Made up of 500 plastic bags, Keller's costume represents the number used by the average American each year.
Surrounded by a sea of plastic bags, the bag monster went to work around lunchtime today at Westlake Center. The end result looked more like a giant knot of plastic than installation art, but activist Andy Keller, the bag monster's alter-ego, says that his cross-country campaign is intended to rally support for the bag ban now being considered in California, Oregon and other coastal states.
Dressed in a Velcro suit of plastic, Keller looked like one of the impostor chickens in the Foster Farms commercials. He pulled long scarves of plastic out of cloth bags and set to work composing the junkyard masterpiece in a concrete clearing in front of Westlake. Passersby stopped to marvel at the installation, but rarely stopped to question Keller.Keller hopes that his 45,000-piece (the average amount of single-use bags consumed in an individual's lifetime) mobile installation will help his audience visualize the environmental effects of the waste. Stepping back into his alter-ego, he explained his devious plan for a "plastic Utopia." "The plastic debris takes years to disintegrate and often ends up at the bottom of the ocean, where it's ingested by marine life," says Keller. (Geez, let's give the sea creatures a break after the BP debacle.)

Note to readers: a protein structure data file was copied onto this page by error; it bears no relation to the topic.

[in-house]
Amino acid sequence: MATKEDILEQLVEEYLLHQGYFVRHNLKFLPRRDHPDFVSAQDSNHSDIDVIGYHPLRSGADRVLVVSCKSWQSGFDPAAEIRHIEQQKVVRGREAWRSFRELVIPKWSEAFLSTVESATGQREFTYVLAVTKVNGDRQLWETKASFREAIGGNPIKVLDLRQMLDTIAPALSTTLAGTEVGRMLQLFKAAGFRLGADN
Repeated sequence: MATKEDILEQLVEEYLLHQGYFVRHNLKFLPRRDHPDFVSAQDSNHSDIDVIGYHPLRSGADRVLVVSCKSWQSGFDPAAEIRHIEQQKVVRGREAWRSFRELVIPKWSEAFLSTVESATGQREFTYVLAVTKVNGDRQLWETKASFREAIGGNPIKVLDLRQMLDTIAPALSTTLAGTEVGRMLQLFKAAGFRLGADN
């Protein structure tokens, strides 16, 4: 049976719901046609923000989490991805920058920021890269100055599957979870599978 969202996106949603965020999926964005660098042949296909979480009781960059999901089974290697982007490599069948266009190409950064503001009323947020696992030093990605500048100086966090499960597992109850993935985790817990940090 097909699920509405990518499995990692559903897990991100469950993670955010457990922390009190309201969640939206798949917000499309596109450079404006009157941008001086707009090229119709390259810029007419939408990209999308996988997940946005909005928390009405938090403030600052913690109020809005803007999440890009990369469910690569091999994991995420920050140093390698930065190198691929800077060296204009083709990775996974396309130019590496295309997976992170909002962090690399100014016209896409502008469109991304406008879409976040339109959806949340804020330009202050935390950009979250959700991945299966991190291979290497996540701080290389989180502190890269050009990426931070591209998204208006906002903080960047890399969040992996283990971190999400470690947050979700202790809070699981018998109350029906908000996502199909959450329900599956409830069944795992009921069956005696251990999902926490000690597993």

Plastic bag bans mostly affect grocery stores, convenience stores and drug stores, but a 20-cent fee for the use of plastic or paper bags didn't sit well with tax-weary Seattleites. The referendum was soundly defeated by 53 percent of voters in August of 2009. Undaunted, Seattle City Council members, among them Tim Burgess, are revisiting the possibility of a bag ban, citing Edmonds as an example of a nearby municipality that's doing things right. Edmonds' bag ban passed in July of 2009 and will go into effect this month after a year-long campaign designed to educate citizens about reusable alternatives.